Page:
Cookbook of the Month: Antojitos

I have a cookbook problem.  I’m sure many of you can relate.  I add them to my Amazon cart compulsively.  I read the ones I own as bedtime stories.  I take 10 at a time out from the library and imbibe them, writing down every single recipe I want to try.  I have scans of recipes.  I have pictures of recipes.  I have scribbles of recipes.  I have 20 page word documents full of recipes.  And this isn’t even including the 200+ recipes I have bookmarked online.  I have too many recipes.  I need to stop collecting and start making.  In this vein, I have decided that before I open another cookbook, I must make at least three recipes from each of the books I own, or have photocopied, or have consumed/memorized/retained in any other way.  Hopefully this will go better than the time I banned myself from baking.  Which was only ten days long.  And I couldn’t do it.  Woe.  (By the way the enchiladas in that link are really delicious.)

However, there’s a perk – using cookbooks as intended (i.e. to make and consume food) allows for discovery of exceptional recipes.  And occasionally, a single book may be filled with exceptional recipes.  In which case, it should be highlighted.  On the other hands, some cookbooks have mouthwatering photos and intriguing flavor combinations and all the food turns out super blah/boring/crappy.  These books should also be highlighted, although hopefully with less frequency then the exceptional variety.  Thus, as I go through the 20-odd cookbooks I have collected and 300-plus recipes from them, I will highlight one book per month, for however many months I continue to feel like doing this.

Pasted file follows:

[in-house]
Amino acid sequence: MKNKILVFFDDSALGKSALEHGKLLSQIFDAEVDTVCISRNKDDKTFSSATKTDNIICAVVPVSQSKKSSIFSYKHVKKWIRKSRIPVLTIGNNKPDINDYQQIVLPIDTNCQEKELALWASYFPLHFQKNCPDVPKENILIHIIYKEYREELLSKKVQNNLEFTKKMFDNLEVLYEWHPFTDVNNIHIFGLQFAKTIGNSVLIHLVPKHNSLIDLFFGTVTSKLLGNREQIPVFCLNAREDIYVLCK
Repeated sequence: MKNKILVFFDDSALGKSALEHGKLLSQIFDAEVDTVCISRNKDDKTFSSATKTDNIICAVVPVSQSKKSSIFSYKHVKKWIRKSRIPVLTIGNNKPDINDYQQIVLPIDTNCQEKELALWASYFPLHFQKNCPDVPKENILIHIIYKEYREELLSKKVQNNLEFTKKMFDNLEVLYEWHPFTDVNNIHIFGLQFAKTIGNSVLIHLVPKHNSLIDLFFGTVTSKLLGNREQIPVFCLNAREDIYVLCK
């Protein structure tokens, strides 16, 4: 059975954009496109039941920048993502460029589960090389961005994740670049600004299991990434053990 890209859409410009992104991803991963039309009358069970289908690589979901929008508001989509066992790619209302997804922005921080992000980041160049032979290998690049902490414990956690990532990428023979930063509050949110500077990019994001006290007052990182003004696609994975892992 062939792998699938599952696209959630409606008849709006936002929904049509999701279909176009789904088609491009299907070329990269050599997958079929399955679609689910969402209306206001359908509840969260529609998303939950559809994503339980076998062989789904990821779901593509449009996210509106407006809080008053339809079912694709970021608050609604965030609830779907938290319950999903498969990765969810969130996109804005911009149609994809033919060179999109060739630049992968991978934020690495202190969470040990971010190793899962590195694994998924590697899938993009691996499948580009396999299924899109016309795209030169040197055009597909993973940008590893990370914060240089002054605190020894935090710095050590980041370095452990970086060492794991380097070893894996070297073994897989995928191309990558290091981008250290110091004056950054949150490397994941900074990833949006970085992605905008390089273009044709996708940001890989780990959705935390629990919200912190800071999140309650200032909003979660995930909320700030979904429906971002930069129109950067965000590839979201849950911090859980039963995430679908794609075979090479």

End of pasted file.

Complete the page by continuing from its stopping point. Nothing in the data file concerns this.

For July, I’m cheating a little and using a cookbook I already wrote about this month – Antojitos.  But it’s one of the good variety, in fact, one of the really good variety, and since I’ve cooked more than 3 recipes from it this month, I think it deserves the spot.  Plus, these mango-grapefruit palomas might be the best drink I’ve ever tasted.  Which may not be that convincing, coming from someone who has just graduated from Franzia, Busch Light, and Pink Panty Punch, but my parents agreed that it was great, and they have considerably more experience.  I couldn’t find the mezcal (a single-distilled tequila) that the recipe calls for, but regular tequila works just fine.  It’s simple enough to put together – frozen mango pureed with citrusy Italian soda, and mixed with Tequila and cilantro (optional) – and the end result is sublime: fizzy, refreshing, not too sweet, fruity, and, duh, there’s tequila in it.  Just this recipe itself might make snagging a copy of this cookbook worthwhile, but there’s a whole lot more to recommend it.  You can see my earlier comments here, but in a nutshell, this book is full of unique and authentic Mexican recipes that are fairly simple to put together and pack a whole lot of flavor.  You won’t find overdone Tex-Mex recipes here, but I can almost guarantee you’ll find something you’ve never heard of before (and that sounds/is delicious), which is pretty much the number 1 thing I look for in a good cookbook.  Now that I sound a little like I’m obsessed with this book, I will lay it to rest, and leave you to get your tequila on.

Mango-Grapefruit Palomas

Adapted from Antojitos.  Serves 4.

  • 2 c. frozen mango cubes
  • 1 1-liter bottle grapefruit or blood orange italian soda
  • 8 oz. tequila
  • 4 tsp chopped fresh cilantro (optional)
  • ice cubes
  • 1 lime
  • margarita salt, or 2 TBS kosher salt mixed with 1/2 tsp chile powder for chile salt!

Note: this is more of a flavor as you go sort of recipe, so the quantities used here are approximately what I used to get a drink with the flavor, consistency, and strength that I like.  Feel free to adjust to your taste!

  1. In a blender, puree the mango cubes and 2 cups of the grapefruit soda until smooth.  The consistency should be that of a thick applesauce.  Add more soda as needed.
  2. Quarter the lime and rim the edge of each glass with its juice.  Roll the glasses on a plate full of margarita salt or chile salt to coat the rim of each glass.  To each glass, add 3 to 4 ice cubes, 2/3 c. mango puree, and 2 oz. (1/4 c.) tequila.  Top off with grapefruit soda, and stir to mix.  Add a tsp of fresh cilantro if desired.  Serve cold and enjoy!

10 thoughts on “Cookbook of the Month: Antojitos

  1. Oh man! I am licking my computer screen those look so good! Where shall I find grapefruit or blood orange Italian soda in Grand Junction?! I don’t suppose I could substitute Fresca?

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